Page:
Eric Hosmer is dealing with the most glaring deficiencies on the Red Sox roster

Tomase: Hosmer trade addresses Red Sox’s most glaring deficiency originally appeared on NBC Sports Boston

How many games have the Red Sox lost because of horrible first base defense?

There’s the one against the Yankees when Franchy Cordero couldn’t catch an infield popup. There’s the one against the Rays when Matt Strahm flew wide off the bag before Cordero inexplicably threw a lollipop into the home plate that allowed the winning run to score. There’s the other against the Rays when Bobby Dalbec failed to cover what should have been the last off Trevor Story.

There are undoubtedly more. these are just off the top of my head. Fortunately, we don’t have to watch any more car wrecks.

On Tuesday, the Red Sox stepped into the breach created by a faltering Juan Soto trade to acquire four-time Gold Glove first baseman Eric Hosmer from the Padres. Hosmer had used his no-trade clause to veto a trade to the Nationals as part of Soto’s blockbuster, and San Diego needed to clear at least some of its money to make the Soto trade happen.

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The Red Sox helped land a player they’ve been stubbornly linked to for years, a 32-year-old former All-Star who won a World Series with the Royals in 2015. While there are reports they could flip him now or at the end of the year , let’s operate under the assumption that he stays in Boston for the rest of the season.

If that’s the case, getting him could help more than losing Christian Vazquez in a trade with the Astros. At least the Red Sox have an experienced backup catcher in Kevin Plawecki to fill in for Vazquez, whose offensive contributions have relied more on contact than power.

They haven’t gotten anything all year at first base, offensively or defensively. Red Sox first basemen rank 26th in OPS and are tied for next in homers (10). They rank 29th defensively with nine runs below average, ahead of only the Rangers.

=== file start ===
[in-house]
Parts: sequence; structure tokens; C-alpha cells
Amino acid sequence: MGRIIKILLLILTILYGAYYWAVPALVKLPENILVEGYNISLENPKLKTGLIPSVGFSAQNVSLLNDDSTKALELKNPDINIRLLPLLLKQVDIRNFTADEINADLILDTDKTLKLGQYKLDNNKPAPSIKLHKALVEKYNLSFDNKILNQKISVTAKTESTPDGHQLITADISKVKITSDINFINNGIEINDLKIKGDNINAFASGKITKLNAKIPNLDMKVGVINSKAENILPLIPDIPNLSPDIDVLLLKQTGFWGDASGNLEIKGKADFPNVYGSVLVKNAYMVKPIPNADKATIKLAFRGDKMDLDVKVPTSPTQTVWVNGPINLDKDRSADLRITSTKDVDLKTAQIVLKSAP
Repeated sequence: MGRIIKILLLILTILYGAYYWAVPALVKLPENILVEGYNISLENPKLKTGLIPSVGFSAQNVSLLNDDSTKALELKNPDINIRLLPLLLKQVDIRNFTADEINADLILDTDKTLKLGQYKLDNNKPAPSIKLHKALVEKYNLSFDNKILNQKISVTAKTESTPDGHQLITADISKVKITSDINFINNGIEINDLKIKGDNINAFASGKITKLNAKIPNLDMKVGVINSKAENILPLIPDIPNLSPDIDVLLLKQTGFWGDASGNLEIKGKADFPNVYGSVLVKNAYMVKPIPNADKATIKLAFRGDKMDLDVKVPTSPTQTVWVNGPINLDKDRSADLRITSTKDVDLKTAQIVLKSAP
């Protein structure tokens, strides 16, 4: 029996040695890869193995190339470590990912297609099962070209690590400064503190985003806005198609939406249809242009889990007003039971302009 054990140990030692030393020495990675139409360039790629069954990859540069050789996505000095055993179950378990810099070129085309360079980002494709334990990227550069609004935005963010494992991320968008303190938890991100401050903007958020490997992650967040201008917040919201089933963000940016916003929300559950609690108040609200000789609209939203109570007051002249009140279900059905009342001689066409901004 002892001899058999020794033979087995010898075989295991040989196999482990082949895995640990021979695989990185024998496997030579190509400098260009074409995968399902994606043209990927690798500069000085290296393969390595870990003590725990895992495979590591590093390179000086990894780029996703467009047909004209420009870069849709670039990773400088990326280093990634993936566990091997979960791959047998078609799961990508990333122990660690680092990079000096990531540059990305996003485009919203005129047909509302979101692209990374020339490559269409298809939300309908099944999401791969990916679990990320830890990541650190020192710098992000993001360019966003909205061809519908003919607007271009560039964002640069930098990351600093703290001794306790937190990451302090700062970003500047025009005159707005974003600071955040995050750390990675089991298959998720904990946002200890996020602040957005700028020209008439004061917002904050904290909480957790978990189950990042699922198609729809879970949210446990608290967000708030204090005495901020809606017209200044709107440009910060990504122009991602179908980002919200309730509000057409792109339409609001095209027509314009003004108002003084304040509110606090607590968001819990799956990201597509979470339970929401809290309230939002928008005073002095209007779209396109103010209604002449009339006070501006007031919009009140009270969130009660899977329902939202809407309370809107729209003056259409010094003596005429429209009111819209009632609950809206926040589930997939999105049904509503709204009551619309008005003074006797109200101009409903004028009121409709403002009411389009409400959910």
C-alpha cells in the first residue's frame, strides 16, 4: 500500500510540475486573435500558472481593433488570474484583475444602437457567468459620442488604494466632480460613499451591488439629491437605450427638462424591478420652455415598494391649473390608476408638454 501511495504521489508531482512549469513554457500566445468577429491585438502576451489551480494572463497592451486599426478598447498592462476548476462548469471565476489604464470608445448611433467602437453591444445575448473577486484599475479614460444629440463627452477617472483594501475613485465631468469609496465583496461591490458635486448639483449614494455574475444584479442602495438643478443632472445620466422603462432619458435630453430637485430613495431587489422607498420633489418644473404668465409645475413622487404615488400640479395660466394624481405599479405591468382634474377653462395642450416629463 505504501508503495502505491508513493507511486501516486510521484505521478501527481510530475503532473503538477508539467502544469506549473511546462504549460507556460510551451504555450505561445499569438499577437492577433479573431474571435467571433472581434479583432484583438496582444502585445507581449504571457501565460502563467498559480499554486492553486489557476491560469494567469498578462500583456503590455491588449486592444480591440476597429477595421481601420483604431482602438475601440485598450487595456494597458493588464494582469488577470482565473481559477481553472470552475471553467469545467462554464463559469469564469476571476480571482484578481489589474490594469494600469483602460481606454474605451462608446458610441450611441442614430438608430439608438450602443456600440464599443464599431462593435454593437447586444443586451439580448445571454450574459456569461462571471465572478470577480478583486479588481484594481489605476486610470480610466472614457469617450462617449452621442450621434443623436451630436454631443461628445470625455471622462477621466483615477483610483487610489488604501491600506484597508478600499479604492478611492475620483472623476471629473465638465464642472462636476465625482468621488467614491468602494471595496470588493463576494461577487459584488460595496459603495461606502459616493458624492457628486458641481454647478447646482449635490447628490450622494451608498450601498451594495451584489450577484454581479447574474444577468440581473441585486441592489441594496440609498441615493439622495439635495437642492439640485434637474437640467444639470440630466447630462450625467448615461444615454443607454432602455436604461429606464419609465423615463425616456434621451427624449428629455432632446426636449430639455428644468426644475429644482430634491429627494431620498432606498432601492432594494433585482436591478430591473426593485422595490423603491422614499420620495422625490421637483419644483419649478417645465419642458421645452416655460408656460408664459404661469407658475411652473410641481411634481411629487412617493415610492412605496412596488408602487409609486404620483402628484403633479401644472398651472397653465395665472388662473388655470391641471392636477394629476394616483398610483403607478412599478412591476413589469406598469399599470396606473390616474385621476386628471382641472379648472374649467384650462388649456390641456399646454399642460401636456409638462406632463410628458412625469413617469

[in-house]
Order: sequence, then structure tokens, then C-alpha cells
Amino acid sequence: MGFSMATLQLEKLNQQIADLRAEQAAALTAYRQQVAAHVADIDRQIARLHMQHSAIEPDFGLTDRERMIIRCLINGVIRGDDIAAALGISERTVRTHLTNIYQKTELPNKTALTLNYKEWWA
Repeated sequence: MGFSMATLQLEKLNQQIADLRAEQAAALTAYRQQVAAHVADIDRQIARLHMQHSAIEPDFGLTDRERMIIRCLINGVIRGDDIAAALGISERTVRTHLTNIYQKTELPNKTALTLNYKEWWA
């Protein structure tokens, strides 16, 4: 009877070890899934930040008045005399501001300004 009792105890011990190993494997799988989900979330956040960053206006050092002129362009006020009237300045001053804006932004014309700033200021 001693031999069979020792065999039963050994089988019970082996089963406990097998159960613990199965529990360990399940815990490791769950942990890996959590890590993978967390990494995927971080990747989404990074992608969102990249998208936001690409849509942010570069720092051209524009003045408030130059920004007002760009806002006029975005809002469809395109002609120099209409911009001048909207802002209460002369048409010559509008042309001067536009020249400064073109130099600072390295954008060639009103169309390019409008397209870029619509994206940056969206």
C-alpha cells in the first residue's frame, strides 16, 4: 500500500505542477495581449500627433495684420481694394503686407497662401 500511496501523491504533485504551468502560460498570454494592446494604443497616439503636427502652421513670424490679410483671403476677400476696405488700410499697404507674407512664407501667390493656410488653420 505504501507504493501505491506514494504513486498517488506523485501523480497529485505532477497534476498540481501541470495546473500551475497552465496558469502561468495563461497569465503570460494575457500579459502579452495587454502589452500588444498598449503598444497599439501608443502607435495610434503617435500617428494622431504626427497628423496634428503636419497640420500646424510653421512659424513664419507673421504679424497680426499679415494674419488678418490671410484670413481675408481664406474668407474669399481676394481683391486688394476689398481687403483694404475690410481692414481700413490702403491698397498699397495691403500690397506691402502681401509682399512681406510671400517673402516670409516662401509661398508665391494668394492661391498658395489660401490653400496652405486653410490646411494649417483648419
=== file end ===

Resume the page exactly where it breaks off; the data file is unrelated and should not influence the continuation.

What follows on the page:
Hosmer addresses the first problem and eliminates the second. He’s little more than a major league average hitter at this point, but he has a similar profile to Vazquez in that he doesn’t hit for a lot of power (eight homers), but he does make contact. He has struck out just 55 times in 90 games, which is well below last year’s pace of 163 Ks in 151 games.

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Even if he is no longer the defender he was in his prime, he will make the key plays that have plagued the Red Sox all year. There is value in that.

He’s also the perfect mentor for prospect Triston Casas, should the hulking slugger get the call this month. The two went to the same high school — American Heritage in Plantation, Fla. — and have known each other since Casas was a teenager. Casas has been working out at Hosmer’s house and is watching him. There is value in that too.

What this means in terms of the buy versus sell question remains to be seen. The Red Sox saw an opportunity to take advantage of San Diego’s desperation to complete the Soto trade, and they took it smartly. Hosmer represents a more impressive everyday addition than outfielder Tommy Pham or catcher Reese McGuire if the Red Sox want to continue to sell the idea that they’re still doing it this year.

What they decide to do with DH JD Martinez and right-hander Nathan Eovaldi will likely determine their fate, but if Hosmer is truly here to stay, it will help.

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